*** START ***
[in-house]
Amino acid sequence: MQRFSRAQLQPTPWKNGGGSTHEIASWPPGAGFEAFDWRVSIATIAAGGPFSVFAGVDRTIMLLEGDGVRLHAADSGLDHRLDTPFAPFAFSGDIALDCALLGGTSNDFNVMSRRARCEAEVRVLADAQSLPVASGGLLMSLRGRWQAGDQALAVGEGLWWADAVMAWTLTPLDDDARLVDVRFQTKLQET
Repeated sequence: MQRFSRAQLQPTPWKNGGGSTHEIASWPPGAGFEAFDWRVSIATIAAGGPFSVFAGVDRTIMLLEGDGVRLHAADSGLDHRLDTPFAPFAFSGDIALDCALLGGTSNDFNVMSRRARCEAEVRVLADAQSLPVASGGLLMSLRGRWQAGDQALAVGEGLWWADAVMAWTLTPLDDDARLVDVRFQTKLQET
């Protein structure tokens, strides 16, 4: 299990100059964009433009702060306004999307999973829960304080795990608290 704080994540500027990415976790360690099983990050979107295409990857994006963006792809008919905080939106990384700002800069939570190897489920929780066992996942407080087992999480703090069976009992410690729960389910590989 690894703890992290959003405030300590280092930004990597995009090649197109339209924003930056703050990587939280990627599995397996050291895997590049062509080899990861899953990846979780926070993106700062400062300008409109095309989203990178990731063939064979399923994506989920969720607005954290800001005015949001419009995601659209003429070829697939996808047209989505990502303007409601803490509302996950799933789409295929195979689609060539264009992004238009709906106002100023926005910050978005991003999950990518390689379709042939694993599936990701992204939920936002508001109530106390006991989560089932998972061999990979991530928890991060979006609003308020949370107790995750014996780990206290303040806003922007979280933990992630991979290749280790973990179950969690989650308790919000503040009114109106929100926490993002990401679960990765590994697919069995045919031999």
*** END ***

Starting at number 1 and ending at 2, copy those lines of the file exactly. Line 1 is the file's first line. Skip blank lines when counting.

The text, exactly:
[in-house]
Amino acid sequence: MQRFSRAQLQPTPWKNGGGSTHEIASWPPGAGFEAFDWRVSIATIAAGGPFSVFAGVDRTIMLLEGDGVRLHAADSGLDHRLDTPFAPFAFSGDIALDCALLGGTSNDFNVMSRRARCEAEVRVLADAQSLPVASGGLLMSLRGRWQAGDQALAVGEGLWWADAVMAWTLTPLDDDARLVDVRFQTKLQET